.\"}}}
.\"{{{  -c
.IP \fB\-c\fP
Cancel an already running shutdown. With this option it is of course
not possible to give the \fBtime\fP argument, but you can enter a
explanatory message on the command line that will be sent to all users.
.\"}}}
.\"{{{  time
.IP \fItime\fP
When to shutdown.
.\"}}}
.\"{{{  warning-message
.IP \fIwarning-message\fP
Message to send to all users.
.\"}}}
.PP
The \fItime\fP argument can have different formats.  First, it can be an
absolute time in the format \fIhh:mm\fP, in which \fIhh\fP is the hour
(1 or 2 digits) and \fImm\fP is the minute of the hour (in two digits).
Second, it can be in the format \fB+\fP\fIm\fP, in which \fIm\fP is the
number of minutes to wait.  The word \fBnow\fP is an alias for \fB+0\fP.
.PP
If shutdown is called with a delay, it creates the advisory file
.I /etc/nologin
which causes programs such as \fIlogin(1)\fP to not allow new user
logins. Shutdown removes this file if it is stopped before it
can signal init (i.e. it is cancelled or something goes wrong).
It also removes it before calling init to change the runlevel.
.PP
The \fB\-f\fP flag means `reboot fast'.  This only creates an advisory
file \fI/fastboot\fP which can be tested by the system when it comes
up again.  The boot rc file can test if this file is present, and decide not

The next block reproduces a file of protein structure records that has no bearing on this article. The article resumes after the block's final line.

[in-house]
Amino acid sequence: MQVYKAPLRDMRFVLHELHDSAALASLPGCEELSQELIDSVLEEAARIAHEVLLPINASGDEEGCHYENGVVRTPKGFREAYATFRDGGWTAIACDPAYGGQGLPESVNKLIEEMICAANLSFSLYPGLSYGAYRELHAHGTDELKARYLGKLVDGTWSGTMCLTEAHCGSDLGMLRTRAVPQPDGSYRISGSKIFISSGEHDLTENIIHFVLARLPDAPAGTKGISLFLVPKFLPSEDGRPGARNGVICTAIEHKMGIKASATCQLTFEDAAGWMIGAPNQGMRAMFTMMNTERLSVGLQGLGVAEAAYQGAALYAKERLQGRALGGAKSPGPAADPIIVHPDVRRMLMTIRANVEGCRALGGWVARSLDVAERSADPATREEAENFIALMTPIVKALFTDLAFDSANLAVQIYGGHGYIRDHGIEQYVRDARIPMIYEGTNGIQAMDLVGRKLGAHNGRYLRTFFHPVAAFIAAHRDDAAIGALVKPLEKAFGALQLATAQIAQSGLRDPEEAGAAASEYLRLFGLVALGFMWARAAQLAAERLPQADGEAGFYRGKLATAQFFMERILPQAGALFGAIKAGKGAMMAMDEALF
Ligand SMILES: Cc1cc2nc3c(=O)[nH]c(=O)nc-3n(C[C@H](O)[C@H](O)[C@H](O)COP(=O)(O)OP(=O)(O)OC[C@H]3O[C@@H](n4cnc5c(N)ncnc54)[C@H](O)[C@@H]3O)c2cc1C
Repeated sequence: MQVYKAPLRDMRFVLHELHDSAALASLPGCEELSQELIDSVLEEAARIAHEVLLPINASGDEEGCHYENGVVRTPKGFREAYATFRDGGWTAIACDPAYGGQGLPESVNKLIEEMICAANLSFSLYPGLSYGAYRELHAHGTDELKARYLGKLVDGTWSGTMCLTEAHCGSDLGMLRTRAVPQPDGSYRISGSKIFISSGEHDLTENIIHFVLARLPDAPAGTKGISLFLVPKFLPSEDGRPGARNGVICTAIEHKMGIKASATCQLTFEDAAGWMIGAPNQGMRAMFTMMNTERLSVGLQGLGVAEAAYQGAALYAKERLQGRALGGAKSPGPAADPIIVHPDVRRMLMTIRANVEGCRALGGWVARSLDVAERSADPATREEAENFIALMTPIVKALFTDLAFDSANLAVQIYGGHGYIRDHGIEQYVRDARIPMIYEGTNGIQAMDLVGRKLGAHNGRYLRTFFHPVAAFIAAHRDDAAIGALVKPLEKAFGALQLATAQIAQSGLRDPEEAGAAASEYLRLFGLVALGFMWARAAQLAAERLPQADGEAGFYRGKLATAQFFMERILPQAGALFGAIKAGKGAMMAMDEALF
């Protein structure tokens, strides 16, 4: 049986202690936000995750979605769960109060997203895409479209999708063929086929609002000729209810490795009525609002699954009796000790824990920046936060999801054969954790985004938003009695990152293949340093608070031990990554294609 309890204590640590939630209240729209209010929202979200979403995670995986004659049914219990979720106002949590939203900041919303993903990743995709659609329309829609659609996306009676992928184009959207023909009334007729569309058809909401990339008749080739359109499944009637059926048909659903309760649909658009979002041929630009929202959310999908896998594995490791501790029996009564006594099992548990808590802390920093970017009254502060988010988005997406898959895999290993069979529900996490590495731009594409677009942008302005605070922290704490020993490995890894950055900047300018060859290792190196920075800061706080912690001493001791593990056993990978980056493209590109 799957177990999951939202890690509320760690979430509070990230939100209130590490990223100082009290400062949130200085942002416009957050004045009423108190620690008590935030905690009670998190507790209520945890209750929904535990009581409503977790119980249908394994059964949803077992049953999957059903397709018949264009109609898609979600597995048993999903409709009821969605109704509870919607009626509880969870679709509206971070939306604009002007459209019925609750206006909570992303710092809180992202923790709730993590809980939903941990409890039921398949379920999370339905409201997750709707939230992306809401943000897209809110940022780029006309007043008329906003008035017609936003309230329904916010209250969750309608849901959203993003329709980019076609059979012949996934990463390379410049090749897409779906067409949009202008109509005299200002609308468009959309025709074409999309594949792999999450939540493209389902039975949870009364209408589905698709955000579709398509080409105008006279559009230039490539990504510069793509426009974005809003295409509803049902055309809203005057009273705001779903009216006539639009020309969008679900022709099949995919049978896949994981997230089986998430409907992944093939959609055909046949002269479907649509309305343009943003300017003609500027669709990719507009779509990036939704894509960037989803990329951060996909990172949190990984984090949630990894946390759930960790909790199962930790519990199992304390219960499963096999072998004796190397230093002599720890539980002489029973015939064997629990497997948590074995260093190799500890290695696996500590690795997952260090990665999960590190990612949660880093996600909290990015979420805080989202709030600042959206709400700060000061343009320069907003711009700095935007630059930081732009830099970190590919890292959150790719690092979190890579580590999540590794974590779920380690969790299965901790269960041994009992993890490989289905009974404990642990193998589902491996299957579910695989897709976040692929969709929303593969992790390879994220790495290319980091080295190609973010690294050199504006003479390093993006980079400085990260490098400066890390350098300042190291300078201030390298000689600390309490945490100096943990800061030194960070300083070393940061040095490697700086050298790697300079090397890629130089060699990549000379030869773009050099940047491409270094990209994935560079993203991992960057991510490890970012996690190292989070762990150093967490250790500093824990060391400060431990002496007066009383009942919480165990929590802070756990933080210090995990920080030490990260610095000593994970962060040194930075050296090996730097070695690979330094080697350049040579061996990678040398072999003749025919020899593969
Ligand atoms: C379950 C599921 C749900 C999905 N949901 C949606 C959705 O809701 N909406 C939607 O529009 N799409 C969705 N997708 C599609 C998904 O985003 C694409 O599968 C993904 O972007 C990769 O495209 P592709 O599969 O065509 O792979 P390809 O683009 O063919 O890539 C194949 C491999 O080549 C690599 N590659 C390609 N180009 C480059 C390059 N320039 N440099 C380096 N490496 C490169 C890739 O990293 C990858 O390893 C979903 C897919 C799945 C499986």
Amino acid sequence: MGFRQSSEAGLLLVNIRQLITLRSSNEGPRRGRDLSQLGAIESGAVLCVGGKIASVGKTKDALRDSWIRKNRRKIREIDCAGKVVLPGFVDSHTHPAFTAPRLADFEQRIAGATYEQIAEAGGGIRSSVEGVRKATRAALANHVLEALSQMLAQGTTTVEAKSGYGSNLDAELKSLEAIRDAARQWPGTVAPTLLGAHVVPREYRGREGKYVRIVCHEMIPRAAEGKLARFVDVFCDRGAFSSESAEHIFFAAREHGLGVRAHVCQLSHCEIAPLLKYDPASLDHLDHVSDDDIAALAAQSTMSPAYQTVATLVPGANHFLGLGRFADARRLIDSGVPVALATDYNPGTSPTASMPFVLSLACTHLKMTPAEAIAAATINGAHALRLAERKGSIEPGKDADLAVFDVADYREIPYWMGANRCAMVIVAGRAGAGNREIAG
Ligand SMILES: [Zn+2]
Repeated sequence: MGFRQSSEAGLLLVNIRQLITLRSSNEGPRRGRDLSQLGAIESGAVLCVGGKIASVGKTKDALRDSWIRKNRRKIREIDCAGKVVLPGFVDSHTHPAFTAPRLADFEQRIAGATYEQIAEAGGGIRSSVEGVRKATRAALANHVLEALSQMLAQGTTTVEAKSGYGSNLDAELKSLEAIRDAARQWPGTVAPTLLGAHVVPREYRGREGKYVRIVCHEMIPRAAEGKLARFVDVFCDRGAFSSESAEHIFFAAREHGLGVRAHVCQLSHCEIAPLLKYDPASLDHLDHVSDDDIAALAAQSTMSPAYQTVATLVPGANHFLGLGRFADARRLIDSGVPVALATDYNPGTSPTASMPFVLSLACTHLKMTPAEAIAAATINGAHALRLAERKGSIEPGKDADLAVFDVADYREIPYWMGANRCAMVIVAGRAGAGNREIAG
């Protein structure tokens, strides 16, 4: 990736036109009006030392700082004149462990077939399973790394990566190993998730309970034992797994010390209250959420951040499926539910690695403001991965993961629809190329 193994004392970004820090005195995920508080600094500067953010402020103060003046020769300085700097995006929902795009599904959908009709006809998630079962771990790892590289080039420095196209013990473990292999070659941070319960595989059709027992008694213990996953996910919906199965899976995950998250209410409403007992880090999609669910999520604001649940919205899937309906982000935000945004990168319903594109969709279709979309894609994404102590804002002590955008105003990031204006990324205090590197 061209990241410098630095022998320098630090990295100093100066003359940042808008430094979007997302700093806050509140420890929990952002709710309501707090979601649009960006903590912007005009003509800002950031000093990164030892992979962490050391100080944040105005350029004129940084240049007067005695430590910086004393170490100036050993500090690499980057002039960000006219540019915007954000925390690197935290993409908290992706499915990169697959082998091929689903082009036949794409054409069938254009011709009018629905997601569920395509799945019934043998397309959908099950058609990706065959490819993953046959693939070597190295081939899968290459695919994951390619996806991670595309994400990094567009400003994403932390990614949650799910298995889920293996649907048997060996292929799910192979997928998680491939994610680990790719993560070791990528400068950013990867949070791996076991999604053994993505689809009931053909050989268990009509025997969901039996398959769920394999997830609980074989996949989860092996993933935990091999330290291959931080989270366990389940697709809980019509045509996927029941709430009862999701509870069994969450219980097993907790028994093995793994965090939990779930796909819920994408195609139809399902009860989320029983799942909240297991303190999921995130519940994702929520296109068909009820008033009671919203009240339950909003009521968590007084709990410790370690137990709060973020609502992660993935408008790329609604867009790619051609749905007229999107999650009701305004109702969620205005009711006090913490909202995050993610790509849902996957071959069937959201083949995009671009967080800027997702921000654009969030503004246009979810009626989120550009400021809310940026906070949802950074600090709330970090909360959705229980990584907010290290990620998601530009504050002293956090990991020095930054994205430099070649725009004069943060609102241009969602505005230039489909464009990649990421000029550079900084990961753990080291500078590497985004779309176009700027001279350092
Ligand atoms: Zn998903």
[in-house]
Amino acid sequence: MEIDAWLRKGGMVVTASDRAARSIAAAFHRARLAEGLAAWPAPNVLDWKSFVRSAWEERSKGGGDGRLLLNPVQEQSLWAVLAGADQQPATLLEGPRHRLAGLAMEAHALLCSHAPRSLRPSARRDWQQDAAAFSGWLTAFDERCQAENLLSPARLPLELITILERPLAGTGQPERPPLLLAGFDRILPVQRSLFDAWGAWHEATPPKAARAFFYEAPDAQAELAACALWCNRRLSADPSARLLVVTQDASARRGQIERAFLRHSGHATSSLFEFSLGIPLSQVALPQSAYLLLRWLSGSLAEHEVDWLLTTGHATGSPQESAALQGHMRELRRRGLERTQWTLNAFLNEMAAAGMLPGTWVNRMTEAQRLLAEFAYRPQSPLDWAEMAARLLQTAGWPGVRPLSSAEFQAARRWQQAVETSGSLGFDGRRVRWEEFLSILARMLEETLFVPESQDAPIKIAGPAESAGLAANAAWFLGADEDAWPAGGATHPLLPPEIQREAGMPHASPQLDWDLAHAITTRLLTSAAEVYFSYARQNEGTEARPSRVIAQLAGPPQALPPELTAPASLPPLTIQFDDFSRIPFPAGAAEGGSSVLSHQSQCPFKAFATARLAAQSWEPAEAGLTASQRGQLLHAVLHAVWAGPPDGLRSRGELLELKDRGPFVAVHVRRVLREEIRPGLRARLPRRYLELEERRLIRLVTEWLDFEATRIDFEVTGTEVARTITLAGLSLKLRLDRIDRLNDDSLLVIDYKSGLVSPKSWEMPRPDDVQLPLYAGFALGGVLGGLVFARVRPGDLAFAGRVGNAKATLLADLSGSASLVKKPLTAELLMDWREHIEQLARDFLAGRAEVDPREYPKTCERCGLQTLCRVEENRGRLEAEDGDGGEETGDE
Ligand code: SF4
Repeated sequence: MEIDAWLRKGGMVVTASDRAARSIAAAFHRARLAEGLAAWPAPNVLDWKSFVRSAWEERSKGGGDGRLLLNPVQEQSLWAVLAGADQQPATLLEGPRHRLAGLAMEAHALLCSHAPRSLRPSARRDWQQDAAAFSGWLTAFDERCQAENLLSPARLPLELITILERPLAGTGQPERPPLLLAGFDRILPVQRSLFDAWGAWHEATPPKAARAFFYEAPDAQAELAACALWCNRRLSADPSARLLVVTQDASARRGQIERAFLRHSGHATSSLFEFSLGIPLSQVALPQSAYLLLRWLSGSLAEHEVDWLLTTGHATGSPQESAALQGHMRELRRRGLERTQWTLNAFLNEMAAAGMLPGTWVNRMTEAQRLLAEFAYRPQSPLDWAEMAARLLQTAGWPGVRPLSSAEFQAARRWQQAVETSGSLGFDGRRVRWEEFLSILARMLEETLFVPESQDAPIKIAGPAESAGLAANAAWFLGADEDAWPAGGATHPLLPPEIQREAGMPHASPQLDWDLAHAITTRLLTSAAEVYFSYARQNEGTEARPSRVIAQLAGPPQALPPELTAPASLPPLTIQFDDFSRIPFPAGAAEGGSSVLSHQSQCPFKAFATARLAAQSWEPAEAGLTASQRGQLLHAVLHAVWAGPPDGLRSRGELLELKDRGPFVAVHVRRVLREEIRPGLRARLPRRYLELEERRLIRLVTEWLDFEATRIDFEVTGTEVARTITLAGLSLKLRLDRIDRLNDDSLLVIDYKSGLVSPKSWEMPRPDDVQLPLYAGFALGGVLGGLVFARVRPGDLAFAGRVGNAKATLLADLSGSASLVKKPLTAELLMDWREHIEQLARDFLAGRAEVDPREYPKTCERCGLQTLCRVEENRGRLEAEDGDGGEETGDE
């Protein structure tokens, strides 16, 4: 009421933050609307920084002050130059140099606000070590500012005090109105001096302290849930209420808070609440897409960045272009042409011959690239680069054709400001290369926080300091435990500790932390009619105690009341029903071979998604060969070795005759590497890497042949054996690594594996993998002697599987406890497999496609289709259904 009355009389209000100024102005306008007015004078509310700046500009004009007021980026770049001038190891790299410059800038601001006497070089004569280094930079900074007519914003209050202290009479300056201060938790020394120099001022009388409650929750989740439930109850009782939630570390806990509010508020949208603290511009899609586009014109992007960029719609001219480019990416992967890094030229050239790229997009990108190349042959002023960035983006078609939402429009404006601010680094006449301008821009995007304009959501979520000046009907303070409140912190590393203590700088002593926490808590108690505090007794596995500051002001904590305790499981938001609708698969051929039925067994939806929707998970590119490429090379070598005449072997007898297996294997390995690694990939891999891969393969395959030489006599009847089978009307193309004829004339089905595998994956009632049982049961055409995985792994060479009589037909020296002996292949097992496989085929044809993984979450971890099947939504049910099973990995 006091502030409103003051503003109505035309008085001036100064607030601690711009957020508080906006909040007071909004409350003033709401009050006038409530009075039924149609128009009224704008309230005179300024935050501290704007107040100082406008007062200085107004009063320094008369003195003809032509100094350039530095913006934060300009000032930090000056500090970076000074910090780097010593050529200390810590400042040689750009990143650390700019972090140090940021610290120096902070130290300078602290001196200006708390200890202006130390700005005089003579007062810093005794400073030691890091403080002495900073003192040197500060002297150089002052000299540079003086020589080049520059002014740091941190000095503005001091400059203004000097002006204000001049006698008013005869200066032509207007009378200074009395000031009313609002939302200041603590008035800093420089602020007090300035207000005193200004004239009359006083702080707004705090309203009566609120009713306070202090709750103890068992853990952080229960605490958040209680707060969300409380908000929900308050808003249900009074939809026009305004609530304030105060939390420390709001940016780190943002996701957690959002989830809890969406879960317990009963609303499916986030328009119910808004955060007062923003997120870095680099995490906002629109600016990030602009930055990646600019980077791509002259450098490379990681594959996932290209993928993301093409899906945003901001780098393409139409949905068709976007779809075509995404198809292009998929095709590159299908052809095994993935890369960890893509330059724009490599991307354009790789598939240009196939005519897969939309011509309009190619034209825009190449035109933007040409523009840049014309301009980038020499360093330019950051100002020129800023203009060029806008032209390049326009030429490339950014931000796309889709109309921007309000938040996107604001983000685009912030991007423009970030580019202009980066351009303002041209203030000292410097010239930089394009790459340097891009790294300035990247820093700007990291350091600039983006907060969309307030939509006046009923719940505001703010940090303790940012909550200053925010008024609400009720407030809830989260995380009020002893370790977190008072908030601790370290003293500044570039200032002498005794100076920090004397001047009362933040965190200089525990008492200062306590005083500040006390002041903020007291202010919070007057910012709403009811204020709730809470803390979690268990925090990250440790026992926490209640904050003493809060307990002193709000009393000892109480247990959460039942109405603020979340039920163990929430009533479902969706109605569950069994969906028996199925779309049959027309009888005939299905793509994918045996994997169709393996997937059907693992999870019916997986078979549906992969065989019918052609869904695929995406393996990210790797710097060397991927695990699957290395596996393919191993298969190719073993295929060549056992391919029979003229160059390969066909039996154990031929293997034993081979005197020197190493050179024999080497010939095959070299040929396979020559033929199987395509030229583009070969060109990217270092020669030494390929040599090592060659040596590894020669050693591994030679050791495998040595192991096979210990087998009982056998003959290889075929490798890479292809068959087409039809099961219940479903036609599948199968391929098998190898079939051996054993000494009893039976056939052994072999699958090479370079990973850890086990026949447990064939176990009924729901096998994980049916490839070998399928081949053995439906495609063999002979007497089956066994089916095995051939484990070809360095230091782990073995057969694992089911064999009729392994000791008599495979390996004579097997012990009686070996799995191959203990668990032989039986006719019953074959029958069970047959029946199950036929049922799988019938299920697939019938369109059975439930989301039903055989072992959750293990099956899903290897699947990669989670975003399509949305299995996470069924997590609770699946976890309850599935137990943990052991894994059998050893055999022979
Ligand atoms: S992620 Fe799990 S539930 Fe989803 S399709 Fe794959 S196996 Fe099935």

to run \fBfsck\fP(1) since the system has been shut down in the proper way.  
After that, the boot process should remove \fI/fastboot\fP.
.PP
The \fB\-F\fP flag means `force fsck'.  This only creates an advisory
file \fI/forcefsck\fP which can be tested by the system when it comes
up again.  The boot rc file can test if this file is present, and decide
to run \fBfsck\fP(1) with a special `force' flag so that even properly
unmounted filesystems get checked.
After that, the boot process should remove \fI/forcefsck\fP.
.PP
The \fB-n\fP flag causes \fBshutdown\fP not to call \fBinit\fP, 
but to kill all running processes itself. 
\fBshutdown\fP will then turn off quota, accounting, and swapping
and unmount all filesystems.
.\"}}}
.\"{{{  Files
.SH ACCESS CONTROL
\fBshutdown\fP can be called from \fBinit\fP(8) when the magic keys
\fBCTRL-ALT-DEL\fP are pressed, by creating an appropriate entry in
\fI/etc/inittab\fP. This means that everyone who has physical access
to the console keyboard can shut the system down. To prevent this,